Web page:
Saturday, February 04, 2012

Europe Agrees on Tougher Fiscal Measures

Economist: “A Deal, But to What End?”
EU: Treaty on Stability, Coordination and Governance in the Economic and Monetary Union
Washington Post: Britain, Czechs snub Europe’s fiscal pact but won’t forge an alliance of critics
WSJ: Europe Tightens Fiscal Ties

On Monday, European leaders agreed on a new fiscal plan to combat the region’s debt crisis and restore investor confidence in the Europe. The plan sets tough budget and deficit limits as well as strict enforcement mechanisms to prevent Eurozone countries from accumulating the large amounts of debt that have put the entire region in jeopardy. As of now, twenty-five member countries have agreed to sign the treaty, including all seventeen Eurozone nations and eight other European Union (EU) countries. The United Kingdom and the Czech Republic are the only two EU countries that have yet to approve.

The new “fiscal compact” treaty states that member countries must maintain their structural deficits (deficits over a prolonged period of time) either balanced—meaning deficits cannot exceed 0.5% of the country’s gross domestic product (GDP)—or in surplus. In addition, the pact will require governments to reduce their total debts to 60% of GDP or below over time. If a country’s debt-to-GDP ratio is significantly below 60%, it will be allowed to have a deficit of up to 1%. At this time, the Stability and Growth Pact (which currently controls the deficit and debt limits of countries in the European Monetary Union) limits annual budget deficits to 3% of GDP and government debt to 60% of GDP. However, the SGP has shown to be ineffective in its enforcement mechanisms, as countries have been able to accumulate large amounts of debt and reach deficits well above the 3% limit without consequences.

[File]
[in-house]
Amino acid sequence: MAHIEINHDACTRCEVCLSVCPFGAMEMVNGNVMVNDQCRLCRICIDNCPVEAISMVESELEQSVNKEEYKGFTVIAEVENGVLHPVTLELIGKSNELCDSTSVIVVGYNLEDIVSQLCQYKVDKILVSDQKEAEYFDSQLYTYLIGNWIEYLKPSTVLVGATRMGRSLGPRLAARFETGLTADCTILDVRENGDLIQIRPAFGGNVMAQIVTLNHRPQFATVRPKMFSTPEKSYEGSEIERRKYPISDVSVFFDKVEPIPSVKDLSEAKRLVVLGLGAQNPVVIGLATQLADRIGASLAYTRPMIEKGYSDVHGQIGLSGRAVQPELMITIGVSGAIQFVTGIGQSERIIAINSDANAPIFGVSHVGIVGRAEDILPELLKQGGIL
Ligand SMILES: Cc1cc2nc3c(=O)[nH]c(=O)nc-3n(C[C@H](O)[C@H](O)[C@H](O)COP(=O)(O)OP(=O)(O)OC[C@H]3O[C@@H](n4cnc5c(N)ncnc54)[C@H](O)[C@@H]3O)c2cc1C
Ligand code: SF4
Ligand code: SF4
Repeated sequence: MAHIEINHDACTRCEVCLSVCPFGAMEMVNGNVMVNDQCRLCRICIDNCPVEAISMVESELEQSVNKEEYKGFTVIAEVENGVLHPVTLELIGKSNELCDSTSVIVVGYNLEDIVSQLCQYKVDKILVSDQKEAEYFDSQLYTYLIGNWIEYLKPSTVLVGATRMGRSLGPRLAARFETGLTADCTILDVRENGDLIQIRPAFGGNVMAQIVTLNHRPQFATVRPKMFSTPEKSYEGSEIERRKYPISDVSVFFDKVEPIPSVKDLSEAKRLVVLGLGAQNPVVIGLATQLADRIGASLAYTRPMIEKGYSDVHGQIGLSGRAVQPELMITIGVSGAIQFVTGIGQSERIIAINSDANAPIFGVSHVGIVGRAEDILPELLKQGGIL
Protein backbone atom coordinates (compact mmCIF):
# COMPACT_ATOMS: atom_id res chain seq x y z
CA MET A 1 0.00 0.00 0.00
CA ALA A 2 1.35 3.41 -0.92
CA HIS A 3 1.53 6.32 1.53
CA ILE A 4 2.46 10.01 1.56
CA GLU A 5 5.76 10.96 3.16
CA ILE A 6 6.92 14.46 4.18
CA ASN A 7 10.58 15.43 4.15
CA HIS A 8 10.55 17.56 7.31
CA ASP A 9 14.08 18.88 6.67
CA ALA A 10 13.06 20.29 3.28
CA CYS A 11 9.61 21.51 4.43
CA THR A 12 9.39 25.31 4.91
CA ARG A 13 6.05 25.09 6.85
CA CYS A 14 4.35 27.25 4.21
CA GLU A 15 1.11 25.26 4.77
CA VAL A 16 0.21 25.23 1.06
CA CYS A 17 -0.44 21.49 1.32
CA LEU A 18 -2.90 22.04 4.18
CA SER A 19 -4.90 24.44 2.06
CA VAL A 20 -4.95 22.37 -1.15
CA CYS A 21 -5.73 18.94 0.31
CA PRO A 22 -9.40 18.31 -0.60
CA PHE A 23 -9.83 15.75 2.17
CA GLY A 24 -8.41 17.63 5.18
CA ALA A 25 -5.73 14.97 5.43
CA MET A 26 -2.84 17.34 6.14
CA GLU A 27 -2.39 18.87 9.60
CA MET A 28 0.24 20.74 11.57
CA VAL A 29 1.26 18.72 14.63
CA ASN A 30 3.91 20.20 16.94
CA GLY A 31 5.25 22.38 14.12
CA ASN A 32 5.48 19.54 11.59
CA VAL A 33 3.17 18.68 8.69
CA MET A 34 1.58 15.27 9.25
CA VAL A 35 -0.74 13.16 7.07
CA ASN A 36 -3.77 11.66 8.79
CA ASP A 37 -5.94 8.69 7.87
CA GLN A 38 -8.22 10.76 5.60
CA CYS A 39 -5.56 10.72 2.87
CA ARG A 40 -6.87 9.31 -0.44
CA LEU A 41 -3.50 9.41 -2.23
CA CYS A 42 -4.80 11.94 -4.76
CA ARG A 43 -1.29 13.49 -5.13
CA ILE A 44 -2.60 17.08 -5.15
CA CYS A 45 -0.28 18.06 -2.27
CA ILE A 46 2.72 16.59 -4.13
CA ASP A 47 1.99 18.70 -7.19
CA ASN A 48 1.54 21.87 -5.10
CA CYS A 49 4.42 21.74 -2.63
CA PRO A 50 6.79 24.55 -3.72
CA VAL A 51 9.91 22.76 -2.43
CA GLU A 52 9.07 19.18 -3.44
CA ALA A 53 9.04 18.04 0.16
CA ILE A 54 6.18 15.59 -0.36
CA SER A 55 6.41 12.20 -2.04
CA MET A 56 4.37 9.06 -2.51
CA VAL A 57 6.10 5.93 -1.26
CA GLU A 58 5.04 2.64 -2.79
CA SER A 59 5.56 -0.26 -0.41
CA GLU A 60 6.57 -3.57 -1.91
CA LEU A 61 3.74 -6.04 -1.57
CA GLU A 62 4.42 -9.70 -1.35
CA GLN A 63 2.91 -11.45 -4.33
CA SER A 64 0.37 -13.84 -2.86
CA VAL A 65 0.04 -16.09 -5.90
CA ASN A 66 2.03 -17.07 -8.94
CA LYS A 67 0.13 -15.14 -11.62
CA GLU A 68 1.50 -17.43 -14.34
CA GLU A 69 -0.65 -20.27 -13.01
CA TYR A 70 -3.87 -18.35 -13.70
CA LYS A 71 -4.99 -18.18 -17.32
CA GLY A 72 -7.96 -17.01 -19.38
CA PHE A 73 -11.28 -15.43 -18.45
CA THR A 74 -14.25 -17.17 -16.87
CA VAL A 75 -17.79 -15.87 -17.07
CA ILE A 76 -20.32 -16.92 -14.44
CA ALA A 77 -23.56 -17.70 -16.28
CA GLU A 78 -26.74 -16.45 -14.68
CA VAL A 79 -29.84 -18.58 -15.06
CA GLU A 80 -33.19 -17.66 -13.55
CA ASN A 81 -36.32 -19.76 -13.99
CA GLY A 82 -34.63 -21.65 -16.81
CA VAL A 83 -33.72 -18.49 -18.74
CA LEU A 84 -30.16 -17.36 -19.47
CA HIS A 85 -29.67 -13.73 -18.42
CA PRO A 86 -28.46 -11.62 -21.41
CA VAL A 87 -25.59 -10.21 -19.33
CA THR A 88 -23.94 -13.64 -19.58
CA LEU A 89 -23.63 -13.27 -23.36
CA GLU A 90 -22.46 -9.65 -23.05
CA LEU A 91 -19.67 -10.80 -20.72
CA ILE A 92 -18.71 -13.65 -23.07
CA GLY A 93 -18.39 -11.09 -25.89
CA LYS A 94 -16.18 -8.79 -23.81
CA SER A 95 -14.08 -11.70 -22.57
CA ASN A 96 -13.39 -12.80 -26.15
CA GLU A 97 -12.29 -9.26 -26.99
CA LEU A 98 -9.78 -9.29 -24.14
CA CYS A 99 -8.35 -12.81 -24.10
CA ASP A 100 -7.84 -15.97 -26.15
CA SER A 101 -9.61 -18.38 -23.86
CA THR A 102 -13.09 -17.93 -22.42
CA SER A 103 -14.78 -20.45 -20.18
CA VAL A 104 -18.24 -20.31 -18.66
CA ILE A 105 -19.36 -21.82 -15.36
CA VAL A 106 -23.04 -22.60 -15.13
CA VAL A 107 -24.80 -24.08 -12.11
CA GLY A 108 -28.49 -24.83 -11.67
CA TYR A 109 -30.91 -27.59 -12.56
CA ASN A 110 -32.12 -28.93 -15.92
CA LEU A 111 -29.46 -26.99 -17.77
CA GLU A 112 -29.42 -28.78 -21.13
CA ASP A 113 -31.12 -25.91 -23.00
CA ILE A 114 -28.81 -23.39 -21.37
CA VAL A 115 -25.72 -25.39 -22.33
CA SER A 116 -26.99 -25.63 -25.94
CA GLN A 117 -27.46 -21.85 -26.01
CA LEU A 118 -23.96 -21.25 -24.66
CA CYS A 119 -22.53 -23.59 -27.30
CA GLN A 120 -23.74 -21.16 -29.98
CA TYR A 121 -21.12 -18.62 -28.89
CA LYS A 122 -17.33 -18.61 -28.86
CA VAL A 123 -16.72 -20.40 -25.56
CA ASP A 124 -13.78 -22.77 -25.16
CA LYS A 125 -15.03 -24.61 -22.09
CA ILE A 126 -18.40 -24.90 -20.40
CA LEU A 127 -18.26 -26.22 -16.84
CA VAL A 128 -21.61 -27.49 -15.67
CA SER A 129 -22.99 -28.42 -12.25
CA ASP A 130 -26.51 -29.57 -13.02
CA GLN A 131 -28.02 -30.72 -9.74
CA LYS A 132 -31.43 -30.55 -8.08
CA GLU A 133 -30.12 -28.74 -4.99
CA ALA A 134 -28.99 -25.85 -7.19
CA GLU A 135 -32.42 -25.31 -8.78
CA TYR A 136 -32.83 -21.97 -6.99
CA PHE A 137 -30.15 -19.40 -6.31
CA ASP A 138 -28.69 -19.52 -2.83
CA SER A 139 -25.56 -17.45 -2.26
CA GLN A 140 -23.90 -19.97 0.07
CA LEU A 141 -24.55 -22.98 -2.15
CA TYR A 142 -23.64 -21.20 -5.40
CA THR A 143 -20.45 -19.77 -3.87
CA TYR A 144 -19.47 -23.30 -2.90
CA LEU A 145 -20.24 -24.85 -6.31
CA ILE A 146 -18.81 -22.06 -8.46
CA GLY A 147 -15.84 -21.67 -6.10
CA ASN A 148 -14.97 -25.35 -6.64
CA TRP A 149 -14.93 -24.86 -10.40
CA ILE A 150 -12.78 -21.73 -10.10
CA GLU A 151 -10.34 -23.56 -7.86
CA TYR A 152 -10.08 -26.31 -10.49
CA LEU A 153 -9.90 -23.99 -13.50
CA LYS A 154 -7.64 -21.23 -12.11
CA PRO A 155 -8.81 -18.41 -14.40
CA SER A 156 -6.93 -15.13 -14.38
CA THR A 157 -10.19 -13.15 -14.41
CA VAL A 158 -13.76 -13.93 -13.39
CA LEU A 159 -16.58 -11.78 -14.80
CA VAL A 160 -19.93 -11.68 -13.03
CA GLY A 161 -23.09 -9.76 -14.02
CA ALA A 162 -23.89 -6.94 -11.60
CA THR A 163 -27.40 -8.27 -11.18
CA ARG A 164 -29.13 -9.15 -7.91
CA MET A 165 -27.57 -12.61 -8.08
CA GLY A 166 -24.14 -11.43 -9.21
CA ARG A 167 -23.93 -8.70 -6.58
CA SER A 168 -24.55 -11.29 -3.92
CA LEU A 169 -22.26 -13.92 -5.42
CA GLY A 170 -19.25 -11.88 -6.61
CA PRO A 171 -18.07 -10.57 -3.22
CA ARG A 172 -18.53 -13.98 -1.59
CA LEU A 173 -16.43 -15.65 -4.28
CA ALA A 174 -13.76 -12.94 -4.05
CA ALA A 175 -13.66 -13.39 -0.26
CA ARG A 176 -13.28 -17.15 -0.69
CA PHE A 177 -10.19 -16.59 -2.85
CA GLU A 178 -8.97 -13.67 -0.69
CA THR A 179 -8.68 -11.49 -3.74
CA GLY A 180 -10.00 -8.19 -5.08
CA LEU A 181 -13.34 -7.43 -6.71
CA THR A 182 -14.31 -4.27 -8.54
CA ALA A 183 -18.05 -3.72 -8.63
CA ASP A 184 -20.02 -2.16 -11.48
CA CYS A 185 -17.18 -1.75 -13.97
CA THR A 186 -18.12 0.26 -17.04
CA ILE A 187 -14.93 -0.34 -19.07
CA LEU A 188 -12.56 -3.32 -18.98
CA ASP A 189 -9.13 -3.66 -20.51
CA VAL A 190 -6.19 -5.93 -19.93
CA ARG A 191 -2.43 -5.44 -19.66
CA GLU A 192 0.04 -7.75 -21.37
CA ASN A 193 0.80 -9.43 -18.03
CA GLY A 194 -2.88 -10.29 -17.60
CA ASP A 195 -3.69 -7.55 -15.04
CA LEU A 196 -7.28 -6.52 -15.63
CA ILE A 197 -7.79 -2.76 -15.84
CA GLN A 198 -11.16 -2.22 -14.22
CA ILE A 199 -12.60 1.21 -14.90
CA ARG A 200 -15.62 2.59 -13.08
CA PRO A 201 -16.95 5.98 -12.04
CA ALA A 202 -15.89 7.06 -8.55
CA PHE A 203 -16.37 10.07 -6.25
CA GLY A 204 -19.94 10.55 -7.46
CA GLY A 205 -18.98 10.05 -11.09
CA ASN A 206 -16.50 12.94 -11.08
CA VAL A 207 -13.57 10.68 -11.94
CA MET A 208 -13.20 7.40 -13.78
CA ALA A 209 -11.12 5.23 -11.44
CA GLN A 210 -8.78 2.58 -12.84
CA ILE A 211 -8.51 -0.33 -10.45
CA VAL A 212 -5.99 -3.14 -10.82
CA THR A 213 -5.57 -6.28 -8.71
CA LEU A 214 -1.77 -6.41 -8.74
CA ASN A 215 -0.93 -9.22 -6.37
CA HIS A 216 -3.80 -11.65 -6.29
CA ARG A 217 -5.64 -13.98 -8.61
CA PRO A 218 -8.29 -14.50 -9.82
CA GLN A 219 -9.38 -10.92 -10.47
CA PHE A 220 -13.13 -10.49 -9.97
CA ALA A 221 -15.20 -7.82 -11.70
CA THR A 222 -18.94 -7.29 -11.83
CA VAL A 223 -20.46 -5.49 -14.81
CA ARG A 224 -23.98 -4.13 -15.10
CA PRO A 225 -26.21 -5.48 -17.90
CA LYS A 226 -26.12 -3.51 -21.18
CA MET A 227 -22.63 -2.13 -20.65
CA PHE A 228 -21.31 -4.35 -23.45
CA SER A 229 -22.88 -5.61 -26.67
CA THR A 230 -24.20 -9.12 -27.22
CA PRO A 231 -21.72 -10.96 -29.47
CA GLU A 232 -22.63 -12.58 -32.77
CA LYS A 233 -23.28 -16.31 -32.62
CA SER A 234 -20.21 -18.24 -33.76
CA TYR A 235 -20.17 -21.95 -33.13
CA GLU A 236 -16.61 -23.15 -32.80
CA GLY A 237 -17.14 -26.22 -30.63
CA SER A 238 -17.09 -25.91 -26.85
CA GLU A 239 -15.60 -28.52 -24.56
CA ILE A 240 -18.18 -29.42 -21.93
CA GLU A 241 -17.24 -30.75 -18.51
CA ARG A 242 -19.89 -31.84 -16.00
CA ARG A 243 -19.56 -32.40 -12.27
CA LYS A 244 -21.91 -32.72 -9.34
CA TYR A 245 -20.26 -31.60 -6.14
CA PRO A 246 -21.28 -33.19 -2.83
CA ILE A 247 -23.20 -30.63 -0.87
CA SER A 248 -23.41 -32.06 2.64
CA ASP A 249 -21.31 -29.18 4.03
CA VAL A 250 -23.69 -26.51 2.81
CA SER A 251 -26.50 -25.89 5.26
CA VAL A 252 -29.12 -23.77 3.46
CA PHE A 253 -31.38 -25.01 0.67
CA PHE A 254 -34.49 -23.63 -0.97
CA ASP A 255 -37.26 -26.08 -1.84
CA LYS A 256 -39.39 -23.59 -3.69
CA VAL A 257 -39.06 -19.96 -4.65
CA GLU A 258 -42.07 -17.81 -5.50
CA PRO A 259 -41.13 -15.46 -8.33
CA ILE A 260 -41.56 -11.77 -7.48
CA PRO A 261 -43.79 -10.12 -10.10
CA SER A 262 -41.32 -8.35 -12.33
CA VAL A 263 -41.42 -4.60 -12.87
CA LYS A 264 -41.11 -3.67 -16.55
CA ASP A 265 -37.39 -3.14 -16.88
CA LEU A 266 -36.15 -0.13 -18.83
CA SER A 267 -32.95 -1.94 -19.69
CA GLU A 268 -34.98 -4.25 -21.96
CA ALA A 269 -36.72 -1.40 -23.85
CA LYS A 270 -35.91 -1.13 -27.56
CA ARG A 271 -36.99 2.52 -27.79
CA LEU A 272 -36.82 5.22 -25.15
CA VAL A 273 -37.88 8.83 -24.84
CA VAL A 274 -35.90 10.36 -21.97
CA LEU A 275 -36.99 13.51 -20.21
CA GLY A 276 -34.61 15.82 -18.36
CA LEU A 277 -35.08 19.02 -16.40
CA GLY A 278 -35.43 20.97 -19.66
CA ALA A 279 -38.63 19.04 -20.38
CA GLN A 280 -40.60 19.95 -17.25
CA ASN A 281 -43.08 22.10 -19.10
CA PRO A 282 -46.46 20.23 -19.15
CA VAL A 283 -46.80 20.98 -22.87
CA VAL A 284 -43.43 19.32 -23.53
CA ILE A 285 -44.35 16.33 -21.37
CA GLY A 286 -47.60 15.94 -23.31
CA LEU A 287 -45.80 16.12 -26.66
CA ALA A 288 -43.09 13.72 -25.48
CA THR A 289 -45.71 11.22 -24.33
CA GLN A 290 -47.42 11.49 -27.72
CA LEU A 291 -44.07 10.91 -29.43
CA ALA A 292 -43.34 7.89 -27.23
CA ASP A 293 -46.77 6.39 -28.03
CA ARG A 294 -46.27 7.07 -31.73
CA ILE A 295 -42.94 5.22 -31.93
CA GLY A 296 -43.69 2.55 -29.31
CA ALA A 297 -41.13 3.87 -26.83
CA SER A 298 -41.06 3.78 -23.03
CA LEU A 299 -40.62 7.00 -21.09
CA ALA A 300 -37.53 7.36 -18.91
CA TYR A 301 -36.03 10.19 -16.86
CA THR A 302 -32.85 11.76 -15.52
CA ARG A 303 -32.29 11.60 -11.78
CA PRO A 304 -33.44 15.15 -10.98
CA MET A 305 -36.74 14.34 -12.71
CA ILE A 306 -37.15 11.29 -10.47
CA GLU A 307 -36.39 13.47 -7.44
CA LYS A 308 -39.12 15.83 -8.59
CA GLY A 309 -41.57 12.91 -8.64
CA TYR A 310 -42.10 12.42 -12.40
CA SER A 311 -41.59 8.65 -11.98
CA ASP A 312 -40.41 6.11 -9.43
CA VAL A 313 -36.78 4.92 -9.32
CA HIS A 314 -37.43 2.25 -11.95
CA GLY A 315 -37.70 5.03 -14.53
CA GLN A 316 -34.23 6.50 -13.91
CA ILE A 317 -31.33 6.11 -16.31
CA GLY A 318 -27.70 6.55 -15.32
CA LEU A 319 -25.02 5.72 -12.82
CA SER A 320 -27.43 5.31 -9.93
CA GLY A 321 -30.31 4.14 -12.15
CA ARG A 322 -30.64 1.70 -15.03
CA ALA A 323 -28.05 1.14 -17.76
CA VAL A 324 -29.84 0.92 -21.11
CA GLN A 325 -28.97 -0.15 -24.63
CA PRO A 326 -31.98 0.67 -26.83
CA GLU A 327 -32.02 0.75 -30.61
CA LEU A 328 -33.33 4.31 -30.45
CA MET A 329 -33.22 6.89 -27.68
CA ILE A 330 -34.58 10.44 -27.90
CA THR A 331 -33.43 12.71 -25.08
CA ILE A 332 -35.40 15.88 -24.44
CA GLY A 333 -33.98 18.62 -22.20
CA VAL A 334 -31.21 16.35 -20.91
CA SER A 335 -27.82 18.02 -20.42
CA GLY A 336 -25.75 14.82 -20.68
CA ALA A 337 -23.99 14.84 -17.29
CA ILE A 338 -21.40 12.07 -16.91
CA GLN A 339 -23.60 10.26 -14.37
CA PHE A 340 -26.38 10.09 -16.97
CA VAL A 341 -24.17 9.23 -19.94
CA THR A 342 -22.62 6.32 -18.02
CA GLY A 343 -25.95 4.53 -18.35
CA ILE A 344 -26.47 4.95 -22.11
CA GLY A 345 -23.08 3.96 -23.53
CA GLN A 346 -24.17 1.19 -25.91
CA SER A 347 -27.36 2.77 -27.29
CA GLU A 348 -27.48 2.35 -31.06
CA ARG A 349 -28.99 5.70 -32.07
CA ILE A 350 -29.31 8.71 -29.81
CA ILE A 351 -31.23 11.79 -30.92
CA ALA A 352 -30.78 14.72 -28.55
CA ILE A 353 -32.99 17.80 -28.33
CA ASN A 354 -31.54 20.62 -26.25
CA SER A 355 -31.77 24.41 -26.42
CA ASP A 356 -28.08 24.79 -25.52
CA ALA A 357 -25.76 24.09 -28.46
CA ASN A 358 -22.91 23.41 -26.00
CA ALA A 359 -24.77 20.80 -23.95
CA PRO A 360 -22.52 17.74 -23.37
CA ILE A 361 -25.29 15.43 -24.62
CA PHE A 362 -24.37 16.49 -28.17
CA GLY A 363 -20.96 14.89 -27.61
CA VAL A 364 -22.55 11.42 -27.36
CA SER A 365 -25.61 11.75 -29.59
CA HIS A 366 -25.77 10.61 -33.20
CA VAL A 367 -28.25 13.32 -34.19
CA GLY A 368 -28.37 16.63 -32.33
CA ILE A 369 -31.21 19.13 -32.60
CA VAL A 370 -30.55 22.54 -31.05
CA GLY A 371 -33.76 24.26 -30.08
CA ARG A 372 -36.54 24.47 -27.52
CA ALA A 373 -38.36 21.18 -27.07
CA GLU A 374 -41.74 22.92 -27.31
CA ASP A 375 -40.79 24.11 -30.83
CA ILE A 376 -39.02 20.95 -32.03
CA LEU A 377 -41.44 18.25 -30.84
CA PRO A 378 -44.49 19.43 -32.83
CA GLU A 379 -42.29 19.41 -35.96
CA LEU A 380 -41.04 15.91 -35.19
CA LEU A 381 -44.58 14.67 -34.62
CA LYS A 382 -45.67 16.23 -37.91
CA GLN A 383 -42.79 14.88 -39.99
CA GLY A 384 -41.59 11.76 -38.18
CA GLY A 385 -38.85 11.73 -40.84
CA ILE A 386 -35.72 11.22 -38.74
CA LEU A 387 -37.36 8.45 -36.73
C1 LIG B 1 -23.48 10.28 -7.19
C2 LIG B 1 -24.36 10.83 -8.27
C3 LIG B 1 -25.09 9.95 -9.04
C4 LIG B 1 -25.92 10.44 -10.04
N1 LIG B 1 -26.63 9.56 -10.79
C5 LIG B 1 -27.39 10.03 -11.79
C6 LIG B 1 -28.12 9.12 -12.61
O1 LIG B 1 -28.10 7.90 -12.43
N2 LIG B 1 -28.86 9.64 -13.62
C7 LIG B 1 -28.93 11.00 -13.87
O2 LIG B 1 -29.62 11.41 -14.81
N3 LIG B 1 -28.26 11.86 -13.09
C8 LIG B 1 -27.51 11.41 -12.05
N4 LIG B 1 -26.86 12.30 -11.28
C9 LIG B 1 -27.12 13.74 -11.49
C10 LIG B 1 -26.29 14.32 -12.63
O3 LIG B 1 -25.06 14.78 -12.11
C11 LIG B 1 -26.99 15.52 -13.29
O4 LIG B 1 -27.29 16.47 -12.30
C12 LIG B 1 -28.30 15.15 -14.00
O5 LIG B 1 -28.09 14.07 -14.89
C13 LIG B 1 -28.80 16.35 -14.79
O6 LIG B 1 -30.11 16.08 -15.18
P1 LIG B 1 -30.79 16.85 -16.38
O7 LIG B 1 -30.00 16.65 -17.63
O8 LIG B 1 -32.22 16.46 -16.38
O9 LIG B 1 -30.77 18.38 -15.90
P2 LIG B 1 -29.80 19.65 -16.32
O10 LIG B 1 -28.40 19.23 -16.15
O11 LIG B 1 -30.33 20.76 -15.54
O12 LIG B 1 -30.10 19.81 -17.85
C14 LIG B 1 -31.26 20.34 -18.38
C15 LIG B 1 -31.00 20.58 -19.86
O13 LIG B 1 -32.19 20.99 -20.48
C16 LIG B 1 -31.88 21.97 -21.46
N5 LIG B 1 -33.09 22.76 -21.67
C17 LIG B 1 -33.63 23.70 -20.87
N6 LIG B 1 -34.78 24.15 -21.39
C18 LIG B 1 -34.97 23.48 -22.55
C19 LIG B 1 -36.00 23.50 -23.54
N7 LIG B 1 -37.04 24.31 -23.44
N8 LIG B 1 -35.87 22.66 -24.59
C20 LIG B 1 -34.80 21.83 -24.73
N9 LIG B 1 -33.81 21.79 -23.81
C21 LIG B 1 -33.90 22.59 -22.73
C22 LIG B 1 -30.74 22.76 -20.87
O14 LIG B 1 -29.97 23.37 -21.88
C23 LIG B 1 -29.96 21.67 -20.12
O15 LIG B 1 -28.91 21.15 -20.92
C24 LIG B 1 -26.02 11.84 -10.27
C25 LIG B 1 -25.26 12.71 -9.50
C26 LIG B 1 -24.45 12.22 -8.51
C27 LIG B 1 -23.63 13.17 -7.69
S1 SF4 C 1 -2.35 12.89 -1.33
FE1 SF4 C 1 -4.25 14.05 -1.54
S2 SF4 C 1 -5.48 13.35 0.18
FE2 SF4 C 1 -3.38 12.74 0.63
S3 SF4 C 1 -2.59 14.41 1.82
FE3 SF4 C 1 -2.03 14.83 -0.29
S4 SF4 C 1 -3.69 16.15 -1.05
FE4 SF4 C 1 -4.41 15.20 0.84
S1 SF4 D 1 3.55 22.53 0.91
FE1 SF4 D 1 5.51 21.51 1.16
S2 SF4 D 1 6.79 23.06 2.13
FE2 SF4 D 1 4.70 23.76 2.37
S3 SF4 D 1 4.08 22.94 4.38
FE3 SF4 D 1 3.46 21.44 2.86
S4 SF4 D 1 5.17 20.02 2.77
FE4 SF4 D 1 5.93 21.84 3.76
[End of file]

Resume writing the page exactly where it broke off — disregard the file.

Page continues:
Another important aspect of the new fiscal plan is that if a country deviates significantly from the agreed limits, a correction mechanism will be triggered automatically. The European Court of Justice will have the power to impose fines of up to 0.1% of GDP to countries that have excessive deficits, which means, for instance, that Italy could have to pay fines as high as $2 billion. However, countries will be allowed to deviate from the set limits in exceptional circumstances such as during periods of severe economic decline.

The treaty will likely come in to force on January 1, 2013. However, countries are not expected to immediately abide by the rules. Instead, the European Commission will establish the time frame under which governments need to comply on a case-by-case basis to take into account each country’s economic situation.

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